Your Ideal Post-Performance Game Plan

Show week can take a lot out of you. You might have early company classes, long tech rehearsals and late-night cast parties—not to mention the actual time you spend performing. But developing the right post-show routine can help you recover before the next time you hit the stage.

Fight Inflammation Fast

Start battling inflammation within 20 minutes after curtain drops, recommends Michael Leslie, San Francisco Ballet's Dancer Wellness Center director. "It's harder to get rid of swelling once you have it than it is to minimize it in the first place," he says. He advises icing, as well as using gravity—like putting legs up the wall. SFB has also invested in NormaTec recovery boots, which offer pulsed compression.


Replace Lost Fluids

"Hydration after a show impacts how you perform the next day," says Emily C. Harrison, a registered dietitian who counsels performers through her website, dancernutrition.com. If you get dehydrated, your body won't function as well, says Leslie. No need for fancy sports drinks post-show—plain H2O is enough.

Make Smart Meal Choices

"For optimal athletic performance, refuel between half an hour and two hours after vigorous exercise," says Harrison. During that window, your body is more likely to absorb nutrients, storing them for the next day.

Give Your Brain a Break

Notice how you feel at the end of each night. Are you beating yourself up over onstage mistakes? "Figure out what went wrong and come up with a plan to fix it, but don't get hung up," says Nadine Kaslow, a psychologist who works with dancers at Atlanta Ballet. "We all have bad days, and panicking won't help."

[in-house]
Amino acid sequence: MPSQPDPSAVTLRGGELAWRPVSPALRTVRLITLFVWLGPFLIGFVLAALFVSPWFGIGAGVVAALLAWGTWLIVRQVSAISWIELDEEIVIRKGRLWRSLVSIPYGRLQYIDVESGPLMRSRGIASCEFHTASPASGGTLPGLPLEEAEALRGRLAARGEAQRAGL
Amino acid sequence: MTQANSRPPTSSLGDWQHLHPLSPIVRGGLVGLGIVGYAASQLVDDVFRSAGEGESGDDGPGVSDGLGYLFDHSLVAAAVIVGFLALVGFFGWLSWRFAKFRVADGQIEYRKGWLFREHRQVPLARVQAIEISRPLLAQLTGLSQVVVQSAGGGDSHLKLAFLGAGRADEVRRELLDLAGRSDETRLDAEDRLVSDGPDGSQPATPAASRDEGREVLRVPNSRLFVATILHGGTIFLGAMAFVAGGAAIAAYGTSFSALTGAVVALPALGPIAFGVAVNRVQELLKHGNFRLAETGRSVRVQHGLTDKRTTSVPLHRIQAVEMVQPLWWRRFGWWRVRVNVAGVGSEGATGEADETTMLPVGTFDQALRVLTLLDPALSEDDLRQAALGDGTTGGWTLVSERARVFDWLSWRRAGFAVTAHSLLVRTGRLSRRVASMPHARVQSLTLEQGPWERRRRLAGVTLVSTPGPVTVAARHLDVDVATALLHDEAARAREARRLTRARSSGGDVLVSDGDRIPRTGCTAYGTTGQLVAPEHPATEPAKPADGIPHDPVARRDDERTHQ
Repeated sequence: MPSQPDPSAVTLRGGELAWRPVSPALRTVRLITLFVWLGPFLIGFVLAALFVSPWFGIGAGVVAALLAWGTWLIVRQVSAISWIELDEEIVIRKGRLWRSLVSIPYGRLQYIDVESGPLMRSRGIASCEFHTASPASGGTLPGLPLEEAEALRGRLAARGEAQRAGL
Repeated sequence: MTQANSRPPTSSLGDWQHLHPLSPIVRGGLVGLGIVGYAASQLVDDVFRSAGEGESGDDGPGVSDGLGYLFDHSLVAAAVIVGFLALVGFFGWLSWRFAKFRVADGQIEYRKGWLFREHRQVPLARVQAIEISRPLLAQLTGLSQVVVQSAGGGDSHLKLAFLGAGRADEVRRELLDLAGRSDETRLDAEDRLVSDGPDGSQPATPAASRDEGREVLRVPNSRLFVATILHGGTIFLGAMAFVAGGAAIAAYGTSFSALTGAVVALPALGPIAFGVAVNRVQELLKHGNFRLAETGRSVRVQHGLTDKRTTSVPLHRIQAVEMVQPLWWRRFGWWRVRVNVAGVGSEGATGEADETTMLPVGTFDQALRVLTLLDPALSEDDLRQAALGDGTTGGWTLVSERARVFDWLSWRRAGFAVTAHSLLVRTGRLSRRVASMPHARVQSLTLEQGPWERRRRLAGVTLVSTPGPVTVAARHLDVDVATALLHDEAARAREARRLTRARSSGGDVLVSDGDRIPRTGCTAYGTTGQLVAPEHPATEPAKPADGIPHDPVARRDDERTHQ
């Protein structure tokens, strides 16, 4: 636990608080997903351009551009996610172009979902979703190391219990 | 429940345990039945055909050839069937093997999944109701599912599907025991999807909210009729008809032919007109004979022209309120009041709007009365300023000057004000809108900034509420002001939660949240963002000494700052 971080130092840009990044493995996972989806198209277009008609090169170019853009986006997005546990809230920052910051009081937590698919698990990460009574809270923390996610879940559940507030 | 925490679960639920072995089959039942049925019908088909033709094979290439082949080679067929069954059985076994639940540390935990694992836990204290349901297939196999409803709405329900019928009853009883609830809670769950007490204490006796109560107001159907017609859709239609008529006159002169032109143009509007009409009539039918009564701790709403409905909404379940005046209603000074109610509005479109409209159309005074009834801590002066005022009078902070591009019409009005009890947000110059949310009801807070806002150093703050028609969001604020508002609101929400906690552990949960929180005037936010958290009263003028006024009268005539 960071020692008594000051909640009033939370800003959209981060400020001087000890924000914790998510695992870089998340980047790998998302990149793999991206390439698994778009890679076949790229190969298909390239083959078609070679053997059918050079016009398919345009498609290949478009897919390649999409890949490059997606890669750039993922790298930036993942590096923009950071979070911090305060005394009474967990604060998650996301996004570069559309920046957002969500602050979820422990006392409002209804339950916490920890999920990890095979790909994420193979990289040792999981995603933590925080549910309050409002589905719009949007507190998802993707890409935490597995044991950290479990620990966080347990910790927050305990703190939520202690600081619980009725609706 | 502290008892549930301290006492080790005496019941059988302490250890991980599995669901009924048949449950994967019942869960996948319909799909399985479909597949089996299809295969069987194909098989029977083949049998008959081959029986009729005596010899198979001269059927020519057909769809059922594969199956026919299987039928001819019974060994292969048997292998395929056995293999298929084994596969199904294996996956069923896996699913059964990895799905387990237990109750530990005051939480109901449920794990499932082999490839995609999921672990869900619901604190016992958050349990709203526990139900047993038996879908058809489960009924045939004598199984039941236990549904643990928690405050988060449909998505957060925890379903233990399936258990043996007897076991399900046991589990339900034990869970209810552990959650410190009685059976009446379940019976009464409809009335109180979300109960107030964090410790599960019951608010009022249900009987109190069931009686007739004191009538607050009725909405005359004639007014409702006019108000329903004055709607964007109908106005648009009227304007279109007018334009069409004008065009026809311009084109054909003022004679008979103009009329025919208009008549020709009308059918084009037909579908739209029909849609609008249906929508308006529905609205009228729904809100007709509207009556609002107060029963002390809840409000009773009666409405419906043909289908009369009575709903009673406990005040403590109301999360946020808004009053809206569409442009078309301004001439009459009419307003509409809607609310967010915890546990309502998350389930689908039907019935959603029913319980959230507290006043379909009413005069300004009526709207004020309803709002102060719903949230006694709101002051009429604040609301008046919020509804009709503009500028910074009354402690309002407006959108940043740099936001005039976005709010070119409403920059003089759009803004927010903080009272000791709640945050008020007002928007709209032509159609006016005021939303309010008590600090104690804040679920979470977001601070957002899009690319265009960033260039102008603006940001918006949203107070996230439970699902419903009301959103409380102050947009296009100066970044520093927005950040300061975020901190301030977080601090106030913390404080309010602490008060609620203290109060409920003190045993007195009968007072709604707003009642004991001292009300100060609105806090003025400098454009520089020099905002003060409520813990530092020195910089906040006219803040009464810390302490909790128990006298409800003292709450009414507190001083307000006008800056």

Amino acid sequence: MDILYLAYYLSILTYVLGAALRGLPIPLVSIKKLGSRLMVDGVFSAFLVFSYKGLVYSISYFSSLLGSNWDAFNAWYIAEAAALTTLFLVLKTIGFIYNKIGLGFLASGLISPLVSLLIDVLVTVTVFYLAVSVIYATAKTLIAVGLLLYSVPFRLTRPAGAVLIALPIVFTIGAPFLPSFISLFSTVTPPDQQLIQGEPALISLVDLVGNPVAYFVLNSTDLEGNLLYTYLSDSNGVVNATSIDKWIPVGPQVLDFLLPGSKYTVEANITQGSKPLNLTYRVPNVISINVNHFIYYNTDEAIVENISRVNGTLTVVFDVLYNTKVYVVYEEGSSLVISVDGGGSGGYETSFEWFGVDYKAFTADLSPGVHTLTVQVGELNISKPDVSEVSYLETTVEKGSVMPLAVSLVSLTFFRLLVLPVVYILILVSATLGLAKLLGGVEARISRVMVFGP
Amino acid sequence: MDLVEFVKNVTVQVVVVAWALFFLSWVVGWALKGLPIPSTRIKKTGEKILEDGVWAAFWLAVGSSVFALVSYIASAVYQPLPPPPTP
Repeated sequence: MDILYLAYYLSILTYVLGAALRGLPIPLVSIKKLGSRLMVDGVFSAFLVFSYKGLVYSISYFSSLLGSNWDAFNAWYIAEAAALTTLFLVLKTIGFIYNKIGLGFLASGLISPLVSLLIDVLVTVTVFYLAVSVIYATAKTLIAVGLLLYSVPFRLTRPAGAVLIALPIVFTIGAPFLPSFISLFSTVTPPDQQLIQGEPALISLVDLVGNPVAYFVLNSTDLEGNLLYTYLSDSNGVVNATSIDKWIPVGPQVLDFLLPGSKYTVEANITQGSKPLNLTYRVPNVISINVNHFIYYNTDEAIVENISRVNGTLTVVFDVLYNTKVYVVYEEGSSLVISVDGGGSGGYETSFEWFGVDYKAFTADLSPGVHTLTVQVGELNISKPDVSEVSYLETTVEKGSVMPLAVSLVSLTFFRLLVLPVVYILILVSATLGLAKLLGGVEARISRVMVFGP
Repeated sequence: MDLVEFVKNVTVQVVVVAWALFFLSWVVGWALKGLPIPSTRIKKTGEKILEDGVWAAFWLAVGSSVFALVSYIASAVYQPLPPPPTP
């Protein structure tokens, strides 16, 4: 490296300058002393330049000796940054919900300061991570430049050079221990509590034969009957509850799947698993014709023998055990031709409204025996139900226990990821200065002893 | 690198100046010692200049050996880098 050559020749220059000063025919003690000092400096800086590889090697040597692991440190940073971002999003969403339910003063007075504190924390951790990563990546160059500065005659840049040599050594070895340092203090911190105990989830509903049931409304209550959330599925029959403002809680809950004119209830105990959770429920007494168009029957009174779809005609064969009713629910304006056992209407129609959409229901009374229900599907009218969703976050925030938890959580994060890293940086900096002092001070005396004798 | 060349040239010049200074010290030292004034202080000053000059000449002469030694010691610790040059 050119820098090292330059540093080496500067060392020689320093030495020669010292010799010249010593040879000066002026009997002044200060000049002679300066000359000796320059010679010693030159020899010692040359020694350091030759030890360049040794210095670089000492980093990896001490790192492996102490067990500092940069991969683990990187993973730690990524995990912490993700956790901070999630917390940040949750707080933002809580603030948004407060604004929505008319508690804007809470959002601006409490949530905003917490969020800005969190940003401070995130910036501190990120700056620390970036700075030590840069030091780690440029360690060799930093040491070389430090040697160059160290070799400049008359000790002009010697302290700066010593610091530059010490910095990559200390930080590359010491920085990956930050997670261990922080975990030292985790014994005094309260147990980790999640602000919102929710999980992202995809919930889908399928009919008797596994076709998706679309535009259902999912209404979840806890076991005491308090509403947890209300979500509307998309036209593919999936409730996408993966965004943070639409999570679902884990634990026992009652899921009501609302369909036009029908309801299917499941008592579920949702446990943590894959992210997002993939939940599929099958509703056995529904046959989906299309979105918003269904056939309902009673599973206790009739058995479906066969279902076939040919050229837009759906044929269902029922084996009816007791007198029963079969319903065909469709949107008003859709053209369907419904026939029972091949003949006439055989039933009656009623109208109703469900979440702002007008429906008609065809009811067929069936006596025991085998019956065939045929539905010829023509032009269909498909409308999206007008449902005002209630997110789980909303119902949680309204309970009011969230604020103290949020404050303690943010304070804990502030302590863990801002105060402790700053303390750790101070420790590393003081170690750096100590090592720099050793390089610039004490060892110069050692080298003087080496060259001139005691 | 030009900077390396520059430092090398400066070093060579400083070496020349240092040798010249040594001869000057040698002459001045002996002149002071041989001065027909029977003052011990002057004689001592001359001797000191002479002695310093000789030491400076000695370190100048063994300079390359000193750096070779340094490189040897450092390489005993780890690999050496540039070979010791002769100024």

Make Sleep a Priority

To keep dancing your best, aim for eight or nine hours of sleep per night. Of course, that can be hard, especially when you're coming off an adrenaline high. Get to bed faster by cooking dinner at home instead of going out, and by streamlining your nighttime routine.


Go Easy at the Cast Party

"Research shows that drinking alcohol at night affects how you perform the next day," says Harrison. Does that mean you have to skip the opening-night celebration? Not necessarily. Harrison's advice: "Go easy—definitely don't binge-drink—and compensate with tons of water."

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Topical Pain Relievers Are the Next Item on Your Dancer Self-Care Supply List

With the stressors of the pandemic still lingering more than one year later, self-care is, rightfully, a priority for everyone right now. But dancers have always known the importance of keeping their bodies and minds as healthy as possible. After all, your body is your instrument, and as we make our long-awaited returns to the studio and stage, finding self-care strategies that work for you will be crucial to getting back up to speed—mentally and physically—with your rigorous performing and training schedule.

Dancers have a myriad of options to choose from when it comes to treating minor ailments like soreness, swelling and bruising. One that's quickly gaining popularity are topical pain relievers, which provide targeted, temporary relief of minor pain. These days, there's more than just your tried-and-true Tiger Balm on the shelves. From CBD lotions to warming gels and patches, finding the product that's right for you can be as difficult as finding the perfect Rockette-red shade of lipstick…but even more beneficial to your dance career.

Read on for our breakdown of some of the most common ingredients to look out for in the topical pain relief aisle.

GO DEEPER SHOW LESS
July 2021